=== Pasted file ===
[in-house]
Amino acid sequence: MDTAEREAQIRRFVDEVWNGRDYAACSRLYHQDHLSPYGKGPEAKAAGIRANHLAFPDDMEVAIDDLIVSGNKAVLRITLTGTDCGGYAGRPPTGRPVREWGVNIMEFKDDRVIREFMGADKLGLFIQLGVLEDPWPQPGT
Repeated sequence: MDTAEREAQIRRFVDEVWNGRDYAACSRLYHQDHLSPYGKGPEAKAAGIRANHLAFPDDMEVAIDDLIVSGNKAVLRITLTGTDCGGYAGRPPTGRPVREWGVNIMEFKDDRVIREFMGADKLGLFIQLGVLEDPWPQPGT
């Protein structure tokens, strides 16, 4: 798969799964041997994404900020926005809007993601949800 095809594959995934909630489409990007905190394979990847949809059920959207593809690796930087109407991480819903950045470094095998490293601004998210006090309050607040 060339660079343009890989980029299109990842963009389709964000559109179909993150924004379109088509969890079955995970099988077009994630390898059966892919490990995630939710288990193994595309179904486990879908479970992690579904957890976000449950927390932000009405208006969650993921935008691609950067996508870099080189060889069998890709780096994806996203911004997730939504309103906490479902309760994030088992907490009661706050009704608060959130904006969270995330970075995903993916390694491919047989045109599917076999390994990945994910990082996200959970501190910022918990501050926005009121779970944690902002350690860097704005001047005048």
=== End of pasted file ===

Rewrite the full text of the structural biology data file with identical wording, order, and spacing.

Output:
[in-house]
Amino acid sequence: MDTAEREAQIRRFVDEVWNGRDYAACSRLYHQDHLSPYGKGPEAKAAGIRANHLAFPDDMEVAIDDLIVSGNKAVLRITLTGTDCGGYAGRPPTGRPVREWGVNIMEFKDDRVIREFMGADKLGLFIQLGVLEDPWPQPGT
Repeated sequence: MDTAEREAQIRRFVDEVWNGRDYAACSRLYHQDHLSPYGKGPEAKAAGIRANHLAFPDDMEVAIDDLIVSGNKAVLRITLTGTDCGGYAGRPPTGRPVREWGVNIMEFKDDRVIREFMGADKLGLFIQLGVLEDPWPQPGT
């Protein structure tokens, strides 16, 4: 798969799964041997994404900020926005809007993601949800 095809594959995934909630489409990007905190394979990847949809059920959207593809690796930087109407991480819903950045470094095998490293601004998210006090309050607040 060339660079343009890989980029299109990842963009389709964000559109179909993150924004379109088509969890079955995970099988077009994630390898059966892919490990995630939710288990193994595309179904486990879908479970992690579904957890976000449950927390932000009405208006969650993921935008691609950067996508870099080189060889069998890709780096994806996203911004997730939504309103906490479902309760994030088992907490009661706050009704608060959130904006969270995330970075995903993916390694491919047989045109599917076999390994990945994910990082996200959970501190910022918990501050926005009121779970944690902002350690860097704005001047005048």